Bought by then manager Dave Sexton from Leeds United for a fee of £350,000 which at the time was a new record for a deal between two British clubs.

Although trophyless during his time at United it wasn’t for the lack of trying. He was in the side that lost to Arsenal in the 1979 FA Cup final. Not really at the club long enough to warrant a legend tag, but those who remember him playing will do so fondly.

Diego Forlan 2002-2004 app: 98 (61 sub) goals: 17

Bought to United at a cost of £6.9 million on 22 January 2002 he is probably the unluckiest striker to have worn the red of United as he took an absolute age to get off the mark. Made a total of 13 Premier League and five UEFA Champions League appearances in the 2001–02 season but did not score. His first United goal, a penalty, came against Maccabi Haifa on the 18th of Sept 2002.

In every match the fans were willing him to score or for him to take every penalty. The Stretford End would have sucked his shots into the net if they could have.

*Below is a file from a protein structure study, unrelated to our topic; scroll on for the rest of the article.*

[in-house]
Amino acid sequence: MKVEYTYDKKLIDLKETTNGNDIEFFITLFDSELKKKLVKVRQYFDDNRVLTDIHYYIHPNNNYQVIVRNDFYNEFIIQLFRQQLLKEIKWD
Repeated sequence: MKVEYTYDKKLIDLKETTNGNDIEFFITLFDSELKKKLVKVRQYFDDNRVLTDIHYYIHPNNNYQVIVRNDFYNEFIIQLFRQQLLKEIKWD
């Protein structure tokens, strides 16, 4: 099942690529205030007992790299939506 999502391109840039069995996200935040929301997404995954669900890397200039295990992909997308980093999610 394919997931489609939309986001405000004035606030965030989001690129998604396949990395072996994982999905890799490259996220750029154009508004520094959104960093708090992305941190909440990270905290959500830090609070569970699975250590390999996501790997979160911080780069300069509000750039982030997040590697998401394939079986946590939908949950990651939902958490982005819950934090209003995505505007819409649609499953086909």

Forlan earned immediate legendary status with a double in a victory at Anfield in December 2002. This was the match that the adoring Old Trafford faithful gave him his own terrace chant to do with the fact he comes from Uruguay and Scousers emotions. In the same season he finished third in the goalscorers charts behind van Nistelrooy and Solskjaer.

Ironically when he left United to join Villarreal he smashed records with his goals, Sod’s law really.

Andy Cole 1995-2001 app: 275 goals: 121

Signed by Fergie from Newcastle United, where he had a goal conversion rate of 81%, in a deal of £7 million which included Keith Gillespie, valued £1 million, going the other way.

This proved to be excellent business for United as ‘Cole the Goal’ went on to head the fearsome attack alongside Dwight Yorke which culminated in the Treble of 1999.